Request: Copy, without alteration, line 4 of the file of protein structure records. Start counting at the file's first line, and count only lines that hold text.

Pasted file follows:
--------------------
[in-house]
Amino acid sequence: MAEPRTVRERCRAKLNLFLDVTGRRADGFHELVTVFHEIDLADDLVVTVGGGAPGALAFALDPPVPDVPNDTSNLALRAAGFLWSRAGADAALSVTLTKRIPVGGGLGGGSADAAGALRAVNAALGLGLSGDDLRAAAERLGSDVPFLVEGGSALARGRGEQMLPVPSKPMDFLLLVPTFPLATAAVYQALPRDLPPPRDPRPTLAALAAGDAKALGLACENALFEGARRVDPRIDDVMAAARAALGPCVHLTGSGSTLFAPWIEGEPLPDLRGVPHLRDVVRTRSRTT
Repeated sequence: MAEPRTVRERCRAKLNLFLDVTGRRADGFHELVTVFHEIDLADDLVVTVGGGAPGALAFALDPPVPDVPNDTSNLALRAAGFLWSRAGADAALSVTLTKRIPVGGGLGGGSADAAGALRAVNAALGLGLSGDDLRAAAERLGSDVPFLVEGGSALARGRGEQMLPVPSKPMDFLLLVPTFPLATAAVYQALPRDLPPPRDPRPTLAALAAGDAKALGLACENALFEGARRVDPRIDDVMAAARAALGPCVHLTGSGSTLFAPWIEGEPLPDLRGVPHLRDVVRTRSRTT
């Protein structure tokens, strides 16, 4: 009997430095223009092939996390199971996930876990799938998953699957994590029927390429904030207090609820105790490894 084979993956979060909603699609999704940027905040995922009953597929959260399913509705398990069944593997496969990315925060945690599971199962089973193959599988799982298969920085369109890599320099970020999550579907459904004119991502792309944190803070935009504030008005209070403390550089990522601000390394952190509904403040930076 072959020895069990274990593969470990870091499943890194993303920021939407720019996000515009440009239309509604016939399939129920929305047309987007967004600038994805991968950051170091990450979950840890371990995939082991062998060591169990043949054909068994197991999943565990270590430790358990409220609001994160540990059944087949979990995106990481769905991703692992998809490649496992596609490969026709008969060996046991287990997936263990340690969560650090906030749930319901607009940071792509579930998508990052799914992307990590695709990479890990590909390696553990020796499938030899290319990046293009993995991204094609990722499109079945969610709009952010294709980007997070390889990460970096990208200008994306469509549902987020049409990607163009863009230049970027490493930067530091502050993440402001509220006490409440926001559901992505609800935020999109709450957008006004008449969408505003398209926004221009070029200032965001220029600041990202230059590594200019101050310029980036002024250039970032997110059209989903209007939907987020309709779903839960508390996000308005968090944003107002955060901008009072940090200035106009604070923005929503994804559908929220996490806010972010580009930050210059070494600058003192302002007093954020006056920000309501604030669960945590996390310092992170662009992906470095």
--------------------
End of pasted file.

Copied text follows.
């Protein structure tokens, strides 16, 4: 009997430095223009092939996390199971996930876990799938998953699957994590029927390429904030207090609820105790490894 084979993956979060909603699609999704940027905040995922009953597929959260399913509705398990069944593997496969990315925060945690599971199962089973193959599988799982298969920085369109890599320099970020999550579907459904004119991502792309944190803070935009504030008005209070403390550089990522601000390394952190509904403040930076 072959020895069990274990593969470990870091499943890194993303920021939407720019996000515009440009239309509604016939399939129920929305047309987007967004600038994805991968950051170091990450979950840890371990995939082991062998060591169990043949054909068994197991999943565990270590430790358990409220609001994160540990059944087949979990995106990481769905991703692992998809490649496992596609490969026709008969060996046991287990997936263990340690969560650090906030749930319901607009940071792509579930998508990052799914992307990590695709990479890990590909390696553990020796499938030899290319990046293009993995991204094609990722499109079945969610709009952010294709980007997070390889990460970096990208200008994306469509549902987020049409990607163009863009230049970027490493930067530091502050993440402001509220006490409440926001559901992505609800935020999109709450957008006004008449969408505003398209926004221009070029200032965001220029600041990202230059590594200019101050310029980036002024250039970032997110059209989903209007939907987020309709779903839960508390996000308005968090944003107002955060901008009072940090200035106009604070923005929503994804559908929220996490806010972010580009930050210059070494600058003192302002007093954020006056920000309501604030669960945590996390310092992170662009992906470095």